Kabocha Squash Soufflé

Sometimes called “Japanese pumpkin,” kabocha is a hardy winter squash with low water content and a tough exterior protecting fragrant and sweet deep-orange flesh. You can usually find it at produce markets, but for this savory gluten-free soufflé you can substitute Hubbard, pumpkin, or butternut squash. Be sure to drain the pumpkin or squash puree in a cheesecloth- or paper towel–lined strainer for 30 minutes before using.

Kabocha Squash Soufflé

Servings 6
Calories 247 kcal
Author Harriet Trezevant

Ingredients

  • 1-1/2 cups whole milk
  • 2 sprigs fresh thyme
  • 3 1/2-inch slices white onion
  • 2 whole cloves
  • 3 tablespoons unsalted butter, plus more for greasing
  • 1/4 cup finely grated Parmesan cheese
  • 1 cup Roasted, Pureed Kabocha Squash (recipe below), drained at least 30 minutes
  • Kosher salt and freshly ground pepper
  • 3 tablespoons white rice flour
  • 4 egg yolks
  • 1 cup grated Gruyère cheese
  • 1/2 teaspoon ground sage, or 1 teaspoon minced fresh sage leaves
  • 6 egg whites, at room temperature

Instructions

  1. In a small saucepan, bring the milk, thyme, onion, and cloves to a simmer. Turn off the heat and let steep for 15 minutes
  2. Butter a 12-cup gratin dish or a 10-cup soufflé dish, which is traditionally deeper (a wider dish will rise less but will cook faster). Sprinkle the Parmesan along the inner sides of the dish.
  3. Place the drained squash in a large bowl. Season to taste with salt and pepper, being aware that the Gruyère will also add saltiness. Set aside.
  4. Preheat the oven to 400°F. In a small saucepan over low heat, melt the butter, making sure it doesn’t brown. Whisk in the rice flour and cook over medium-low heat, stirring often, until the mixture begins to turn golden brown.
  5. Strain the milk, discarding the solids, whisk into the flour mixture, and cook, stirring constantly, until the mixture just begins to thicken, about 1 minute. Pour into the bowl of squash and mix well. Slowly add the egg yolks, two at a time, stirring constantly. Add the Gruyère and sage and mix well.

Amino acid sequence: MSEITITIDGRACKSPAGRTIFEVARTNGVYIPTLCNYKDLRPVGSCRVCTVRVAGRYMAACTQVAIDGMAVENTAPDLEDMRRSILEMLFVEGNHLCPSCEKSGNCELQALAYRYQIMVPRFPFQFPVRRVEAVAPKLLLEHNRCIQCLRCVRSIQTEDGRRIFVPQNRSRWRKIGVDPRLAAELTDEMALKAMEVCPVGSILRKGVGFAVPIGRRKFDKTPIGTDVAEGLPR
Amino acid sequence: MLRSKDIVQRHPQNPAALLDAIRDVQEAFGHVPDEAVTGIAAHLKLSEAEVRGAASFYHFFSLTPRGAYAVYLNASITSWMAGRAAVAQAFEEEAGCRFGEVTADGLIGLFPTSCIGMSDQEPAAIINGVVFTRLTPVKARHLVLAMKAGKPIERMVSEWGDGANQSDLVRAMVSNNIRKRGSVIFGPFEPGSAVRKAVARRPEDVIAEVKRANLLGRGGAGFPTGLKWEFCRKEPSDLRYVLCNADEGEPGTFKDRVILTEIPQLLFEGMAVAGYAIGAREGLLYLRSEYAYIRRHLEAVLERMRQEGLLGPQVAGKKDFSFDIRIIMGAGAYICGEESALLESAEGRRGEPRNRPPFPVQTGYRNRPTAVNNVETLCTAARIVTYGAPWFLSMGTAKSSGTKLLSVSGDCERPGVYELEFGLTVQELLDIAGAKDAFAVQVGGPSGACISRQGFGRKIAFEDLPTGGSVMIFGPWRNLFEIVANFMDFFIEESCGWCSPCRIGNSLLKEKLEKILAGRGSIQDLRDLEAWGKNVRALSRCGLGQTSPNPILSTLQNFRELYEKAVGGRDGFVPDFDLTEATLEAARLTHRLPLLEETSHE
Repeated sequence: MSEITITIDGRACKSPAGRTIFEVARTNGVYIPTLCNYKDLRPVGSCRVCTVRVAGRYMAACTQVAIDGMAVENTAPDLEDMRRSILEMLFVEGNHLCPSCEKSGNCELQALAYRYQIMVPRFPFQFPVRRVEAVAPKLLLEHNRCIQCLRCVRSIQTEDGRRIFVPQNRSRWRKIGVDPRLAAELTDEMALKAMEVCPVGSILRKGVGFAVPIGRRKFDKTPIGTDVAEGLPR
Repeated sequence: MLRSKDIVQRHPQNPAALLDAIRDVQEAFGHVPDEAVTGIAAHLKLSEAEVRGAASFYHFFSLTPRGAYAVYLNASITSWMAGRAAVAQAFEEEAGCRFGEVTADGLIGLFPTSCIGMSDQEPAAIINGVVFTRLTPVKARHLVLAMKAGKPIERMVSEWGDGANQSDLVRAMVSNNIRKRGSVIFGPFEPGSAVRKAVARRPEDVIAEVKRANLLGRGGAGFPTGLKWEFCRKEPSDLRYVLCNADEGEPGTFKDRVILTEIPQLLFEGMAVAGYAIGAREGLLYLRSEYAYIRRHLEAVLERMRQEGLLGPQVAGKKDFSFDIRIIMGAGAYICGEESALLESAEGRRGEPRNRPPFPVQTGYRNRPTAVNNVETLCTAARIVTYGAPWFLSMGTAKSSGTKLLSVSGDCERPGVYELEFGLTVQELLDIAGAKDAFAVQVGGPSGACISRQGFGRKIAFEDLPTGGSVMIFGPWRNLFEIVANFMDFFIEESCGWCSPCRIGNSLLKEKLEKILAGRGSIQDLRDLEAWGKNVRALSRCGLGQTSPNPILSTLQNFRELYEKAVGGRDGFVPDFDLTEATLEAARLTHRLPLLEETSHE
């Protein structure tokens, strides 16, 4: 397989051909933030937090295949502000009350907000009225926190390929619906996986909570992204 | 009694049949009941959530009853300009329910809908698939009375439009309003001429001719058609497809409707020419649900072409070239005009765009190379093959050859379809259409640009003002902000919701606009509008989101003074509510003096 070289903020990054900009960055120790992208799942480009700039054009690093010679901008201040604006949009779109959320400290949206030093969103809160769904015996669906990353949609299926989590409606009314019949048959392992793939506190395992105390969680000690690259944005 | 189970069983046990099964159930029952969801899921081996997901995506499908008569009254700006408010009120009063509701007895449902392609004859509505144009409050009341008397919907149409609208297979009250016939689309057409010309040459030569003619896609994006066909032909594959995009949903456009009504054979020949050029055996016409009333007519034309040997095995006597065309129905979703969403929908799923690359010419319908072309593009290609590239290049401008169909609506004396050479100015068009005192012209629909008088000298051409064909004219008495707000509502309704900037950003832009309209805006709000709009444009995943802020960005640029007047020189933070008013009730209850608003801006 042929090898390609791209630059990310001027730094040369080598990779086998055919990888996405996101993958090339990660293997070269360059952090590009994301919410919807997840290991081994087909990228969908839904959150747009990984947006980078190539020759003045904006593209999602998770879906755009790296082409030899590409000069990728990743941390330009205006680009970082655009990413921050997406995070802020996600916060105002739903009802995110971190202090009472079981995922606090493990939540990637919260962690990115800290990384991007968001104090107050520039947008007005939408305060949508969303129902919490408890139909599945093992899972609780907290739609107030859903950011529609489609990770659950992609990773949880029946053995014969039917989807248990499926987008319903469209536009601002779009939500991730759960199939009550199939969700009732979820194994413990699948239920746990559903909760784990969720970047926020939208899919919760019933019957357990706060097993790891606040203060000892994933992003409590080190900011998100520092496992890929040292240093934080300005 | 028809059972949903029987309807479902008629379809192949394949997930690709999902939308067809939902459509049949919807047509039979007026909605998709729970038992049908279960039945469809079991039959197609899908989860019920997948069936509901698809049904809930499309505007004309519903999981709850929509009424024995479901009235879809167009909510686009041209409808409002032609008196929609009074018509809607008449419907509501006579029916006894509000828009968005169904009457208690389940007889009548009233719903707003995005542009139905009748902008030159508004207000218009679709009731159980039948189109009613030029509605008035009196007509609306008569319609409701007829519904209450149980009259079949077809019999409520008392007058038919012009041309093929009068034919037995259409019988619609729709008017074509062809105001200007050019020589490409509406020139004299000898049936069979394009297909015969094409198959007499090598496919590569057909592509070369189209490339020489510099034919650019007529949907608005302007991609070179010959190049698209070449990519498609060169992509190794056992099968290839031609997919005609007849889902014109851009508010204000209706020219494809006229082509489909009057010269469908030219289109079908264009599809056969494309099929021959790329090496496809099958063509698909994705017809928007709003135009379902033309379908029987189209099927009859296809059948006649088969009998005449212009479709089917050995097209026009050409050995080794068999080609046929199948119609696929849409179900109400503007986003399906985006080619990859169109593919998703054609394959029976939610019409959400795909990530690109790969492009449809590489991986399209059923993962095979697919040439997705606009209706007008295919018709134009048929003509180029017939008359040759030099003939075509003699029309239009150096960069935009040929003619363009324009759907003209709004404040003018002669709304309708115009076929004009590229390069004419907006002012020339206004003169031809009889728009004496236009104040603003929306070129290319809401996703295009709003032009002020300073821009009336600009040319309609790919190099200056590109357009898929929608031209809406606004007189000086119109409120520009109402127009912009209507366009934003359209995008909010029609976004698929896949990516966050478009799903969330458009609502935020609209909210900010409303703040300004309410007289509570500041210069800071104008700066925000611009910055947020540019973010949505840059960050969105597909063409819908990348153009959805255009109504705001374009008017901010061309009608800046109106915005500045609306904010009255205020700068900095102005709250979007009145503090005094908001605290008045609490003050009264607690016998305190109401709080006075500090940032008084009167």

6. In the bowl of a stand mixer with a whisk attachment or by hand, whisk the egg whites with a pinch of salt until stiff peaks form. Gently fold into the squash mixture in thirds, making sure the whites are fully incorporated and no white streaks remain. Pour into the prepared dish.
  7. Place the dish in the center of the oven, immediately lower the temperature to 375°F, and bake until the soufflé is golden brown on top and firm around the sides, about 30 minutes.
  8. If you want a more solid center or you’re using a deeper dish, bake for about 5 minutes longer. Try to keep the oven door closed to allow the soufflé to rise to its full potential. Serve immediately.
Nutrition Facts
Kabocha Squash Soufflé
Amount Per Serving
Calories 247 Calories from Fat 162
% Daily Value*
Fat 18g28%
Saturated Fat 10g63%
Cholesterol 175mg58%
Sodium 204mg9%
Potassium 174mg5%
Carbohydrates 7g2%
Fiber 1g4%
Sugar 2g2%
Protein 14g28%
Calcium 316mg32%
Vitamin C 3mg4%
Vitamin A 906IU18%
Iron 1mg6%
* Percent Daily Values are based on a 2000 calorie diet.

Roasted, Pureed Kabocha Squash

MAKES ABOUT 3 CUPS Along with soufflés, this squash is great in soups, cakes, and pies and makes excellent baby food, too.

Ingredients

  • 1 medium kabocha squash (about 3 pounds)
  • Safflower oil or canola oil

Instructions

  1. Preheat the oven to 375°F. Cut the squash in half lengthwise and scoop out the seeds and stringy flesh. Lightly brush the cut sides with oil, place cutside down on a rimmed baking sheet, and roast until the flesh is soft and easily pierced with a fork, about 45 minutes. Let rest on the baking sheet until cool enough to handle. Using a metal soupspoon, scoop out the flesh and place it in a food processor. Puree until completely smooth.
  2. To use the puree in the Kabocha Squash Soufflé, drain the pureed squash in a cheesecloth- or paper towel–lined colander or a very fine mesh strainer for at least 30 minutes and up to 1 hour to release excess liquid before using.

Photography Zoe Armbruster and Blaise Gargadennec

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